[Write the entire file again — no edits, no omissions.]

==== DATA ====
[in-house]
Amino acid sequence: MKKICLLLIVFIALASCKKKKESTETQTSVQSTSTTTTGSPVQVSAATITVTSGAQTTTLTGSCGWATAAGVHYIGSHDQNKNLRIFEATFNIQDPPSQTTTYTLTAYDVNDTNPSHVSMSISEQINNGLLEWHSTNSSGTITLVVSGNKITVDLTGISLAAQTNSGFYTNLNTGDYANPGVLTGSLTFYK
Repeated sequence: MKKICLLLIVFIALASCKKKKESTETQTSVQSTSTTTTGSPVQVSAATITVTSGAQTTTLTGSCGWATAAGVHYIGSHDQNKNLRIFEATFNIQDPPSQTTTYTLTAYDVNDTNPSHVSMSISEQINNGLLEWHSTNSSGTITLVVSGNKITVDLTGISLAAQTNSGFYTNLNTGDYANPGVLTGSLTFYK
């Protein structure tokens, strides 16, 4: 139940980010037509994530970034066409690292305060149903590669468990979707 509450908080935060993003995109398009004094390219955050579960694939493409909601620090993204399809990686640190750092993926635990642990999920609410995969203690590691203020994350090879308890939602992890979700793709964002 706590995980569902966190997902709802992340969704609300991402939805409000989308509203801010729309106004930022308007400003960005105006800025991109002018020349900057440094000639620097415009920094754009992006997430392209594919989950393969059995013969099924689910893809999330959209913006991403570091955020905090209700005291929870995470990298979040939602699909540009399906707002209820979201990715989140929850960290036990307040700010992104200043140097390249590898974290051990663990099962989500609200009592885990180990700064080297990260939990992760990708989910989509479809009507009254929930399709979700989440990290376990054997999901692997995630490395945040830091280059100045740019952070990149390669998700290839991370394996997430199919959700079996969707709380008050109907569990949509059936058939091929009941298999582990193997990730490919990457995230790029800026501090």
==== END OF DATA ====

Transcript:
[in-house]
Amino acid sequence: MKKICLLLIVFIALASCKKKKESTETQTSVQSTSTTTTGSPVQVSAATITVTSGAQTTTLTGSCGWATAAGVHYIGSHDQNKNLRIFEATFNIQDPPSQTTTYTLTAYDVNDTNPSHVSMSISEQINNGLLEWHSTNSSGTITLVVSGNKITVDLTGISLAAQTNSGFYTNLNTGDYANPGVLTGSLTFYK
Repeated sequence: MKKICLLLIVFIALASCKKKKESTETQTSVQSTSTTTTGSPVQVSAATITVTSGAQTTTLTGSCGWATAAGVHYIGSHDQNKNLRIFEATFNIQDPPSQTTTYTLTAYDVNDTNPSHVSMSISEQINNGLLEWHSTNSSGTITLVVSGNKITVDLTGISLAAQTNSGFYTNLNTGDYANPGVLTGSLTFYK
């Protein structure tokens, strides 16, 4: 139940980010037509994530970034066409690292305060149903590669468990979707 509450908080935060993003995109398009004094390219955050579960694939493409909601620090993204399809990686640190750092993926635990642990999920609410995969203690590691203020994350090879308890939602992890979700793709964002 706590995980569902966190997902709802992340969704609300991402939805409000989308509203801010729309106004930022308007400003960005105006800025991109002018020349900057440094000639620097415009920094754009992006997430392209594919989950393969059995013969099924689910893809999330959209913006991403570091955020905090209700005291929870995470990298979040939602699909540009399906707002209820979201990715989140929850960290036990307040700010992104200043140097390249590898974290051990663990099962989500609200009592885990180990700064080297990260939990992760990708989910989509479809009507009254929930399709979700989440990290376990054997999901692997995630490395945040830091280059100045740019952070990149390669998700290839991370394996997430199919959700079996969707709380008050109907569990949509059936058939091929009941298999582990193997990730490919990457995230790029800026501090």